Closing the fuel loop
"Our biomass boiler sits just 100 metres away from our home grown miscanthus crop. It's sustainability is fantastic in that it just keeps on growing every year, with minimum inputs. Its self-sufficient and reduces our carbon footprint. In all my greenhouse gas (GHG) reporting, the emissions are 12 times lower than the DECC's target."
The grass of the future
"My agronomist described miscanthus as 'the grass of the future' and it's a crop that offers a good
alternative for growers to consider. I believe it has an important role to play in the future of
"We planted eight hectares of the crop in 2002. Now we grow 100 hectares. It looks after itself once it's been established. It also guarantees us returns for 20 years with average
margins of £445 per hectare after harvesting costs."
"I also run Miscanthus Nurseries Ltd with fellow director Mike Cooper - as a farmer co-operative, to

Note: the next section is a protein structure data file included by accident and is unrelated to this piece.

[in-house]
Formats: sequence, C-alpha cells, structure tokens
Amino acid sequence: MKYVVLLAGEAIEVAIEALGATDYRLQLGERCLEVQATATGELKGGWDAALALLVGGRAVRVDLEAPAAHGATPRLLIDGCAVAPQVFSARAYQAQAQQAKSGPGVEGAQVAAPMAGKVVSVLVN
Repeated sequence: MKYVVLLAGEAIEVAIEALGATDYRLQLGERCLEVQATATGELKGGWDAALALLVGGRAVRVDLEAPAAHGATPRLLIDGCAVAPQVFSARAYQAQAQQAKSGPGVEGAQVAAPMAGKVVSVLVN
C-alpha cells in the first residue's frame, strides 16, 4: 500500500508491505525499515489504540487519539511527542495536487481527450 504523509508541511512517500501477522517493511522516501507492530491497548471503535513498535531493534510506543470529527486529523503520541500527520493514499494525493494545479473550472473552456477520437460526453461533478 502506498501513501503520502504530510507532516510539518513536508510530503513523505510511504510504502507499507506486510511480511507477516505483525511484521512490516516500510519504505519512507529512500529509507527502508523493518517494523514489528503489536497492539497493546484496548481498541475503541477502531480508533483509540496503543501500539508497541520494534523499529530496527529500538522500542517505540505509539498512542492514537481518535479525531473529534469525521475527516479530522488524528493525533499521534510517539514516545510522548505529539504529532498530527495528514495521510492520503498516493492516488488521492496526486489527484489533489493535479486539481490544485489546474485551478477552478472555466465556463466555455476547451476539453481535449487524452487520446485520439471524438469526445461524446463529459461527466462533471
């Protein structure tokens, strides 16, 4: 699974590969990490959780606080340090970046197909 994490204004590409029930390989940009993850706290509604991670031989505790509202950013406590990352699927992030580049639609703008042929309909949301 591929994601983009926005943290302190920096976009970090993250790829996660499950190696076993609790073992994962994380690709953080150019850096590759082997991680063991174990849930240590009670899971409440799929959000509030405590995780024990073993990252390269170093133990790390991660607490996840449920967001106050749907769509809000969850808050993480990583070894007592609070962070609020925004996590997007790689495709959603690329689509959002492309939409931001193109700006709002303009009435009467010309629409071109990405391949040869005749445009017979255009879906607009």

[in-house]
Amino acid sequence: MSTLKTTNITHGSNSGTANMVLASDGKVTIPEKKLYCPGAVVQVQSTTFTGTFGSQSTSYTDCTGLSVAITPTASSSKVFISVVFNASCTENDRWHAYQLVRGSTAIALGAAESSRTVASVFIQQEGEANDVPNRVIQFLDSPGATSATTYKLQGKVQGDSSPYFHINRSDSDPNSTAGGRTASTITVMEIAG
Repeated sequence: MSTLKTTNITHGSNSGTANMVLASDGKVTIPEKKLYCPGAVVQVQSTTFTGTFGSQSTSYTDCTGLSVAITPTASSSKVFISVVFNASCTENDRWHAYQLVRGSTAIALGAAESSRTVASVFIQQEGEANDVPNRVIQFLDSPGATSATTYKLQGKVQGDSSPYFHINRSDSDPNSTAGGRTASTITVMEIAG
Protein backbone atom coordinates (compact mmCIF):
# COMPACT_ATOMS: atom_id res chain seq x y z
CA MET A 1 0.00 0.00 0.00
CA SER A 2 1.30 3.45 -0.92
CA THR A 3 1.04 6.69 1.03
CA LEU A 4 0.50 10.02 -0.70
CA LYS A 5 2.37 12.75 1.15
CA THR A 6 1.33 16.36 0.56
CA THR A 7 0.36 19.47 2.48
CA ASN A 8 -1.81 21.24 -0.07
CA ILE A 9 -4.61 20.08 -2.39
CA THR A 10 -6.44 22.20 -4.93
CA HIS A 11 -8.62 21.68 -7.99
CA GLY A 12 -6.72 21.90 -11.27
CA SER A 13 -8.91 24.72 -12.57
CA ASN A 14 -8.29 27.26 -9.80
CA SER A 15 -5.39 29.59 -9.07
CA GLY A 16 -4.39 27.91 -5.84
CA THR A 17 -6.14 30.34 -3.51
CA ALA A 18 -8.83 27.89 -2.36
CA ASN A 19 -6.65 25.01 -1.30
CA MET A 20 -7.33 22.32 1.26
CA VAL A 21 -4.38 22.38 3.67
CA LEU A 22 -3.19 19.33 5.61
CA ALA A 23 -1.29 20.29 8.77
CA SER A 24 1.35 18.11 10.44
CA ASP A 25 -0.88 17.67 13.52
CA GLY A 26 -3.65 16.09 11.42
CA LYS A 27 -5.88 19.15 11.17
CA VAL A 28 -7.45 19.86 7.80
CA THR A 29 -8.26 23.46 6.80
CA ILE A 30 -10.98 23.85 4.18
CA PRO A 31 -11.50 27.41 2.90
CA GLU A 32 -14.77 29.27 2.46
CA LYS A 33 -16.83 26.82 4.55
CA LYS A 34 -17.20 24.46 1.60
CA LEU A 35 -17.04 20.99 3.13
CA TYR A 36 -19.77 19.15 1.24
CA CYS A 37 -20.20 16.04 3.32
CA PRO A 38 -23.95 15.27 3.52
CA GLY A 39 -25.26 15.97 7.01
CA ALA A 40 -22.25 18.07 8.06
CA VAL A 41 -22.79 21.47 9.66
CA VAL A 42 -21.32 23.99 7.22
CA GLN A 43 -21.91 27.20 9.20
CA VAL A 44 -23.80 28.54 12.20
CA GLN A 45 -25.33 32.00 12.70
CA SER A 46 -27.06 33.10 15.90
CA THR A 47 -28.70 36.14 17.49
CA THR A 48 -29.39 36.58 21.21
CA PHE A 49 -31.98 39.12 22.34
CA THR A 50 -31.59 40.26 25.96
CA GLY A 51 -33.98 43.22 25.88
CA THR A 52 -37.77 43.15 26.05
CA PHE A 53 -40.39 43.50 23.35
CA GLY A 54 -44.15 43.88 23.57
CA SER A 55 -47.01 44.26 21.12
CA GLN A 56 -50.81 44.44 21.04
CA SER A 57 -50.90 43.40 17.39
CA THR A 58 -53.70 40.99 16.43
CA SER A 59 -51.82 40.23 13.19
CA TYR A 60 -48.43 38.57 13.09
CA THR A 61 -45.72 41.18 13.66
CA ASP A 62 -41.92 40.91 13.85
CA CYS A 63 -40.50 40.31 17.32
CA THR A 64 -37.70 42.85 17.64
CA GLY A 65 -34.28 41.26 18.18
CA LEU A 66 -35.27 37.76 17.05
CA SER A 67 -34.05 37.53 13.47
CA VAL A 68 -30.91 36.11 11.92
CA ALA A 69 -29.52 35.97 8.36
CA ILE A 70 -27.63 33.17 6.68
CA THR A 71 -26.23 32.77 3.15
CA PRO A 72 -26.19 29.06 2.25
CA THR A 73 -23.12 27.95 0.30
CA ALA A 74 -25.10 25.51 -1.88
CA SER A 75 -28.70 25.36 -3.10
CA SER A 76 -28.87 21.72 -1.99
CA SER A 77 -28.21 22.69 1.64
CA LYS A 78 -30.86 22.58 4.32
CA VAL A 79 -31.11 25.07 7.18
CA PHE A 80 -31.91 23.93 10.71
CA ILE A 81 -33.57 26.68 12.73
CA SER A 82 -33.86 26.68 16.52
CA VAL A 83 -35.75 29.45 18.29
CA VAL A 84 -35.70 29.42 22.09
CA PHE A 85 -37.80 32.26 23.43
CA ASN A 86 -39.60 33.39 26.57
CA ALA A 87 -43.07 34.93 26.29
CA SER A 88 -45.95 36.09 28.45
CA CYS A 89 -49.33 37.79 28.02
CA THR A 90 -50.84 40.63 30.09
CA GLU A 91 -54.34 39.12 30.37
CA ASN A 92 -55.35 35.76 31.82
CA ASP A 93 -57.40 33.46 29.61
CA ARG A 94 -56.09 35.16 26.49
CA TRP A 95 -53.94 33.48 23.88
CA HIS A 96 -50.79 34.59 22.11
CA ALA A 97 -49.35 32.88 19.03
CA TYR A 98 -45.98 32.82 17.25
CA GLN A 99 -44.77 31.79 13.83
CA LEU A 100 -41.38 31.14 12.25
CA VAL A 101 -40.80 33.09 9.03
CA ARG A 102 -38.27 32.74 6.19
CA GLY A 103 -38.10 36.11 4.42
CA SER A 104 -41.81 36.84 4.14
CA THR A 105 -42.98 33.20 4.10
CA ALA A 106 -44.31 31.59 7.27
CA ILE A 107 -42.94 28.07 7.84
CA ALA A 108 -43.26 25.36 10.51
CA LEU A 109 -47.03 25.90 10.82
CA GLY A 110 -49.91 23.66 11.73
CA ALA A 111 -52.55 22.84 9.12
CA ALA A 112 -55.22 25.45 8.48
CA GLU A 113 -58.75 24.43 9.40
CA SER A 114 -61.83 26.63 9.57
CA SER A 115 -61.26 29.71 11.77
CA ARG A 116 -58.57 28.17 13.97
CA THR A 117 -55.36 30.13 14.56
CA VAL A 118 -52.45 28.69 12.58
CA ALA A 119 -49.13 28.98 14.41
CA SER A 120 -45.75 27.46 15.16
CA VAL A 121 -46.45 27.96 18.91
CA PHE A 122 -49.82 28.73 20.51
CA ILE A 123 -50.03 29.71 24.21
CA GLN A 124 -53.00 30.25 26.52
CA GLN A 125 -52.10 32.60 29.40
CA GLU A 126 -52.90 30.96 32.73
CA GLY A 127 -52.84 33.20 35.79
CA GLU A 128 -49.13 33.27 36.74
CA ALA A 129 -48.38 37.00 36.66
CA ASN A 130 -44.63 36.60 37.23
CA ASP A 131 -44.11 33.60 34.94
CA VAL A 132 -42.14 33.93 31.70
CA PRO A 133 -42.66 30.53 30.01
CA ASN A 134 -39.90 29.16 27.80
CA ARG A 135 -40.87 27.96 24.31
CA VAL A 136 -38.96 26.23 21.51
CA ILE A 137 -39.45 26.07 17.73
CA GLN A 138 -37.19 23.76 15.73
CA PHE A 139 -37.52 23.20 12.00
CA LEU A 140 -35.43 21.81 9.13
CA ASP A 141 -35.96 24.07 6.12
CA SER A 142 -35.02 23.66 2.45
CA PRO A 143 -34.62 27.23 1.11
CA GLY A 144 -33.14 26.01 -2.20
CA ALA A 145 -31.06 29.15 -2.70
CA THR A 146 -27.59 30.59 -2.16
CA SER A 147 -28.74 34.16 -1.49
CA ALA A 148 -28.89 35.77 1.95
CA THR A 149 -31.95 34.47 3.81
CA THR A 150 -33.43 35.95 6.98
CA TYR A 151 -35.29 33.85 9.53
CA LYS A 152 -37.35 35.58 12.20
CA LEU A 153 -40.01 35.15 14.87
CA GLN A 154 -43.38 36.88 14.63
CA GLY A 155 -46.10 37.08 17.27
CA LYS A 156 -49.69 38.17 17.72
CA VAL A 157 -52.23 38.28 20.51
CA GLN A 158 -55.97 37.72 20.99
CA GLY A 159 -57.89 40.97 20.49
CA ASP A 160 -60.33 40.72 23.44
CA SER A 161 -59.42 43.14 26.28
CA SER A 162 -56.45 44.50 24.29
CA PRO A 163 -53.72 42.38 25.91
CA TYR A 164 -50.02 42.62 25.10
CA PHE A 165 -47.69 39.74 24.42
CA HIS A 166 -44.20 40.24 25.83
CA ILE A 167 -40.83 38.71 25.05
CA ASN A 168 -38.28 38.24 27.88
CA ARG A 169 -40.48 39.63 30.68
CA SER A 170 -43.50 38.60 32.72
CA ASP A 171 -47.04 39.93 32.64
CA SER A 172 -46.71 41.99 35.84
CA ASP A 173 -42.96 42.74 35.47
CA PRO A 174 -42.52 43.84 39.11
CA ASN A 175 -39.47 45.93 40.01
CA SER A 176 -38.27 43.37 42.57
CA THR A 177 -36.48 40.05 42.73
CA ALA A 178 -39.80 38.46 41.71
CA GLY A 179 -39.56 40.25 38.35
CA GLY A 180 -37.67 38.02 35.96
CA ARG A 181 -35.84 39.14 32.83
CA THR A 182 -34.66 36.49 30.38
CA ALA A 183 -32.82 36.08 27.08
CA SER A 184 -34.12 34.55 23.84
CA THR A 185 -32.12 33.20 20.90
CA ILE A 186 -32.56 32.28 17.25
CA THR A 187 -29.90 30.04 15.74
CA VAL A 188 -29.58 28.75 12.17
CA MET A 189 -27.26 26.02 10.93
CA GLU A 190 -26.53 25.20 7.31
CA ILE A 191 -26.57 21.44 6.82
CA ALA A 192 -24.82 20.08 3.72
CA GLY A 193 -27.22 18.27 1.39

propagate miscanthus rhizomes for other farmers and growers to start producing their own crop.
We create our own supply of biomass for our heat and power demands. The rest of the cane is
baled and sold to miscanthus supply chain experts, Terravesta."
A good alternative to timber
"Compared with timber, miscanthus is capable of yielding twice the amount of dry matter as a
deciduous woodland per hectare over a 40 year period.
"It's an under-rated energy crop that could significantly reduce our demand for trees for biomass
and fossil fuel, whilst also completing a carbon neutral cycle."